## Modeling in Identities

By making use of the feature of area calculation through multiplication, this is a visual way of showing that the result of multiplication is equal to the value of the area.

Multiplication and Area

$$\displaystyle 3.4$$ ; If we times 3 with 4, we will have found the area (the number of squares) within a rectangle, which has a length of 3 units.

Now, by using this feature, let’s form an identity using the area calculation.

🔻🔻Identities are expressions that are equal to one another. 🔻🔻

## Identical of $$\displaystyle (a+b)²$$

The square of anything is the multiplication of any number by itself. Let’s write it down within brackets next to one another.

$$\displaystyle (a+b)²=(a+b).(a+b)$$

This tells us;

If you are going to create a rectangular shape, one side will be $$\displaystyle a+b$$
and the other will also be $$\displaystyle a+b$$ . When we multiply them by one another $$\displaystyle (a+b).(a+b)$$ the area that is calculated is equivalent to our identity.

We have placed $$\displaystyle a+b$$ on either side, now let’s turn this into a rectangular area.

This area is going to give us our identity.

Let’s divide the area into pieces;

$$\displaystyle (a+b).(a+b)=(a+b)²$$

$$\displaystyle (a+b)²=a²+2ab+b²$$

## Identical of $$\displaystyle (a-b)²$$

$$\displaystyle (a-b)²=(a-b).(a-b)$$

I’m going to create a rectangular area and the length of either side will be $$\displaystyle a-b$$.

I need to subtract $$\displaystyle b$$ unit from a unit. I can do this by cutting ‘$$\displaystyle b$$ unit’ length from ‘$$\displaystyle a$$ unit’  length.

Let me take a square that has the side of a unit, in this way I will have created a side of $$\displaystyle a$$

The lengths of the sides are a and the area is $$\displaystyle a²$$.

Let me now cut ‘$$\displaystyle b$$ unit length’ from ‘$$\displaystyle a$$ unit length’ to create an ($$\displaystyle a-b$$) unit length.

Let’s cut this piece and throw it away.

The area that has been cut away:     $$\displaystyle a.b=ab$$

Let’s get rid of the area that has been cut from the complete square. I can reach an identical through ;

$$\displaystyle a²-ab$$

I still have been able to obtain the area I want, I continue,

Before I subtract, let me add an area as big as $$\displaystyle b²$$
next to the part I will be subtracting, this will give me an area that I can express easier $$\displaystyle (ab)$$

My identity now is as follows;

$$\displaystyle a²-ab+b²$$

We have subtracted $$\displaystyle ab$$ from  $$\displaystyle a²$$and added an area of $$\displaystyle b²$$.

Now, let’s cut the part that I need to subtract from the area including the area that I have added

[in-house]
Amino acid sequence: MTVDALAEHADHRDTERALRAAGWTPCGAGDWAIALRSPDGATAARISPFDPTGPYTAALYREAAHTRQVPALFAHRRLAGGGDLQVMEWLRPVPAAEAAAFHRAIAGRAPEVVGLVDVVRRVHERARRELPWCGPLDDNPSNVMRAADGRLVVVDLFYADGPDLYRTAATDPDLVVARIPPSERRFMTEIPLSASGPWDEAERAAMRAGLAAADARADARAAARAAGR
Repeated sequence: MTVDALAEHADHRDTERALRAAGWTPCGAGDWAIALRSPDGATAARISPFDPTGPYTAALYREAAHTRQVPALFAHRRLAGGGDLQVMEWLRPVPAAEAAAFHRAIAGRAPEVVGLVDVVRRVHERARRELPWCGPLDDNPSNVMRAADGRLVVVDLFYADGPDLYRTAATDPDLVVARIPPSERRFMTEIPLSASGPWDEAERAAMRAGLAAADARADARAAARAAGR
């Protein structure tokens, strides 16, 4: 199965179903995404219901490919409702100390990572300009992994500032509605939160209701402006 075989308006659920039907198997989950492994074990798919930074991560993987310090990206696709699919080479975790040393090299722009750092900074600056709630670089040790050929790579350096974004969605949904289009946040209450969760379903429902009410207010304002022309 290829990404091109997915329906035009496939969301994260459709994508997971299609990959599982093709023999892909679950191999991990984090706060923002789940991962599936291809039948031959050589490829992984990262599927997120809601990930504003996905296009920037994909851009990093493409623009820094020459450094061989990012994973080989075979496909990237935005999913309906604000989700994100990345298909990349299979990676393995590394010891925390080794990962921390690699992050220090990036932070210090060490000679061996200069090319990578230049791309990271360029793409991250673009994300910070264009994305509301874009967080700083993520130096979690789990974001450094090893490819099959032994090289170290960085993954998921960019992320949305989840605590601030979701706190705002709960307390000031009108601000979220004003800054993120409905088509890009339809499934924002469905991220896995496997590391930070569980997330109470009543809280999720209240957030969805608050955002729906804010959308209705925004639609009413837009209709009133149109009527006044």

My identity;

$$\displaystyle ab$$  area is also to be subtracted from my last identity;

$$\displaystyle a²-ab+b²-ab$$

If I organize

$$\displaystyle a²-2ab+b²$$

The final area that I have achieved;

$$\displaystyle a²-2ab+b²$$

## Identity of $$\displaystyle a²+b²$$

A square that has the length of $$\displaystyle b$$ ($$\displaystyle b²$$) is to be added to a square that has the length of $$\displaystyle a$$
(area $$\displaystyle a²$$)

I must find another way to express this area.

Let’s change the other length of this shape, change it to $$\displaystyle a+b$$ and turn it into a square.

I must subtract all white areas from the square $$\displaystyle (a+b)$$ .

$$\displaystyle (a+b).(a+b)-(ab+b²+ab-b²)$$
The total area of the square - The total area of the white areas

$$\displaystyle +b²$$ and $$\displaystyle -b²$$ simplifies each other.

$$\displaystyle (a+b).(a+b)-(ab+ab)$$

$$\displaystyle (a+b)²-2ab$$

Thus the identical is ;

$$\displaystyle a²+b²=(a+b)²-2ab$$

## Identity of $$\displaystyle a²-b²$$

When I subtract a $$\displaystyle b²$$ area from $$\displaystyle a²$$ , I must be able to express what is left behind in another way.

I must find another way to express this area.

I have cut the shape from the corner. I have obtained two equal trapezoids.

By turning one on its head, I have stuck it next to other one. I have obtained a rectangle.

The area of the rectangle :  $$\displaystyle (a-b).(a+b)$$

Thus;

$$\displaystyle a²- b²=(a-b).(a+b)$$

Let’s find this another way ;

The area is equal to the total area of these two rectangles.

$$\displaystyle a.(a-b) +b. (a-b)$$

Let me place the common multiplier in brackets, As $$\displaystyle (a-b)$$ is multiplied by both $$\displaystyle a$$ and $$\displaystyle b$$, it is the ‘common multiplier’.

$$\displaystyle a.(a-b) +b. (a-b) = ( a+ b) . ( a - b)$$

In earlier years, you had learnt the topic of distributive property of multiplication.

$$\displaystyle 3.(8+5) =3.8+3.5$$

We have been given the expression of 3.8 + 3.5 ; it’s as if we have placed the common  multiplier 3 within  parenthesis.

$$\displaystyle a²- b²= ( a+b) . (a -b )$$